On April 5th, during Congo Initiative’s International Justice Conference, Ugandan law professor Dr. Daniel Rhuweza was presenting justice challenges he faces in his country. Half-way through his presentation, he suddenly paused, stepped away from the podium, and dropped to his knees, head bowed. Overcome with emotion, he began to ask the audience of Congolese lawyers and judges for forgiveness for what his country has done to the people of Congo.
In between prayers and deep breaths, a Congolese lawyer from the audience walked forward and embraced Dr. Rhuweza. Dr. Honore Bunduki, Vice Rector of UCBC, also came forward and spoke honestly about the reasons Congo needs the forgiveness of the Ugandan people. The air was alive with a spirit of reconciliation as two lawyers from each of the three city groups representing the International Association of Christian Jurists (IACJ) also came on stage to kneel and pray. It was a powerful time of confession, reconciliation, and healing.
Since 2008, CI has hosted conferences dedicated to confronting challenges and discussing solutions related to justice in Congolese society and particularly within the legal profession. This conference is the foundational event for what we call our Justice Initiative. As a result, the community of legal professionals has grown.
In 2010, the Congolese judges and lawyers formed “city groups” in the eastern cities of Beni, Bunia, and Butembo; and in 2013 the IACJ was formed. The 2017 conference reached an all-time high with 140 registrants, doubling the number from 2015. And for the first time, two lawyers joined the conference this year from the provincial capital of Goma, where they lead a Christian lawyer group which has been operating since 2009, and now wants to join the IACJ.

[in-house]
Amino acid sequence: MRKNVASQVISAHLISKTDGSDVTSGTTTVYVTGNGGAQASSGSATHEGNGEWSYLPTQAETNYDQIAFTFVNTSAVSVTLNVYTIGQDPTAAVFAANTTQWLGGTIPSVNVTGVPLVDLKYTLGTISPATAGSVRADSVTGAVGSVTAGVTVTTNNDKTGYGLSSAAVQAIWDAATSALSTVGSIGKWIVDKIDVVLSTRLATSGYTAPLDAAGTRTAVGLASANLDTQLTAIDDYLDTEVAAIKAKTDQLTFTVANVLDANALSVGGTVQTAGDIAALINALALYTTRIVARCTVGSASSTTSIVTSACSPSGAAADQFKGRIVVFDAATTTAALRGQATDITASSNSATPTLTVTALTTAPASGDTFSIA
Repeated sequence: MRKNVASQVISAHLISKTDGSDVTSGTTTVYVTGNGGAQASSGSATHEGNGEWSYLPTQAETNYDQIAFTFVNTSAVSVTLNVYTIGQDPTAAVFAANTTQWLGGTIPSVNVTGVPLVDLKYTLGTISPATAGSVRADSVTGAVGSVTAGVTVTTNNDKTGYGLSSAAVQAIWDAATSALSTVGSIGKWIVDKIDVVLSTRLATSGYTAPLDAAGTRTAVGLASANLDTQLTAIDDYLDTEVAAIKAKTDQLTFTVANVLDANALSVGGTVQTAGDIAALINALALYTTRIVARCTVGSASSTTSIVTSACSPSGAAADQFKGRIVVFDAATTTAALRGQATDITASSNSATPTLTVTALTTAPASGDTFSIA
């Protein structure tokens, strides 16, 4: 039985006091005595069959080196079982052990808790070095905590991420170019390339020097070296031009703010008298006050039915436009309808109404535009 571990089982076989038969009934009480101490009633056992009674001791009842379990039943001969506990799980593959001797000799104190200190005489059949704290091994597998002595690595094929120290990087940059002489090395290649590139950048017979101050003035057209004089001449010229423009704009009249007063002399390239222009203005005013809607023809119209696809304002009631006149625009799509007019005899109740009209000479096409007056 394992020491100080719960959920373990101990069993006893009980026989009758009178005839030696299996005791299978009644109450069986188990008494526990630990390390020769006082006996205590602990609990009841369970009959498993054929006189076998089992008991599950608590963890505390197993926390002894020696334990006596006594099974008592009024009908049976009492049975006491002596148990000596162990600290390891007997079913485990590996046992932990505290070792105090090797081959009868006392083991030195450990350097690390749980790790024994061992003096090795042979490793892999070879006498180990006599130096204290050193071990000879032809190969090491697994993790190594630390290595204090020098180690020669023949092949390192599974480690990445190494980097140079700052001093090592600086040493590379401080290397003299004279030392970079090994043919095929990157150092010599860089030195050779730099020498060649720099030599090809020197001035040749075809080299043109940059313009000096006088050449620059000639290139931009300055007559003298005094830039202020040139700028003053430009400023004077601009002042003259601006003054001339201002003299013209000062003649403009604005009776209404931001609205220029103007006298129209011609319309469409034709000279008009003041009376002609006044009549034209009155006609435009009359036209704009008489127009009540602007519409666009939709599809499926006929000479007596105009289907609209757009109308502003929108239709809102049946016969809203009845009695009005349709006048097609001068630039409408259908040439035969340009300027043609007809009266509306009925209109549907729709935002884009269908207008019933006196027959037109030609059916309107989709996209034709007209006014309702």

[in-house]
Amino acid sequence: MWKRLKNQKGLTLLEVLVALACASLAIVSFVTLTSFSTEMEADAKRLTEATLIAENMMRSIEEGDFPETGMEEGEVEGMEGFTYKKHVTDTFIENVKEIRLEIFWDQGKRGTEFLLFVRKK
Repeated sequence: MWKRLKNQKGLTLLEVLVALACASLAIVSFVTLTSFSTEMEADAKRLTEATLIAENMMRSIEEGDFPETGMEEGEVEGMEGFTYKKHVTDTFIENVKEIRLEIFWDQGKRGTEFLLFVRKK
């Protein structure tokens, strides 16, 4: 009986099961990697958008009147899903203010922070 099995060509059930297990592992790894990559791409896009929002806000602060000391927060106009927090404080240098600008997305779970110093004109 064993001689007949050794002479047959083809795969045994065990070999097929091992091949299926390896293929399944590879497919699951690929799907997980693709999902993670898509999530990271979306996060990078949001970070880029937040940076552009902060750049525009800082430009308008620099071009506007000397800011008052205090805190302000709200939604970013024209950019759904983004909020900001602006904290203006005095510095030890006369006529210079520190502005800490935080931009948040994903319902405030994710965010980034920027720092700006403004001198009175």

“It is through these city groups that the real grassroots transformation is happening,” said Ben Chappell, a U.S. based lawyer and CI-USA board member actively involved in the Justice Initiative since 2008. “For example, the Bunia cohort has successfully released 207 adult prisoners who were wrongfully imprisoned. That effort alone would be phenomenal in any of our U.S. cities; but we also learned they broadened the initiative and were able to release 75 children imprisoned unjustly.”
Stories like this demonstrate the impact the IACJ has in shaping justice in the region. The city groups provide pro-bono services to those who cannot afford legal representation, and as such, these courageous lawyers are a voice for the voiceless.
“On many of the justice challenges, there has been good progress,” explained Chappell. “Prosecution of violent crimes against women has increased, ; those wrongfully imprisoned are being released; peace and reconciliation seminars prove successful; and new systems of accurate mapping [developed by UCBC’s Sharing the Land project] have great potential for assisting in land disputes.”
One issue that has been most resistant to change is corruption within the judicial system. However, for first time since the Justice Initiative began, there was a communal acknowledgement of shared culpability and responsibility for the prevailing culture of bribery, followed by a commitment to confront corruption through further training. One veteran Congolese observer called this a significant break-through, explaining, “This [kind of openness] just doesn’t happen in Congo.”
With this as a backdrop, CI’s vision of raising up a new generation of leaders is also becoming a reality. Not only are current legal professionals being transformed, but the 2017 conference also welcomed the first cohort of law students enrolled in UCBC’s new law program, launched in October 2016. The law students were joined by others from surrounding universities in the region, together representing a future generation of legal professionals committed to practicing law with Christian character and ethics.
“[During this conference], I felt at home and realized that as a lawyer I can also serve God. My participation in this conference has been an encouragement, and I intend to share what I’ve learned with the other brothers and sisters who have not had the opportunity to attend,” said Christelle Audiane, law student from Bunia Public University, UNIBU.
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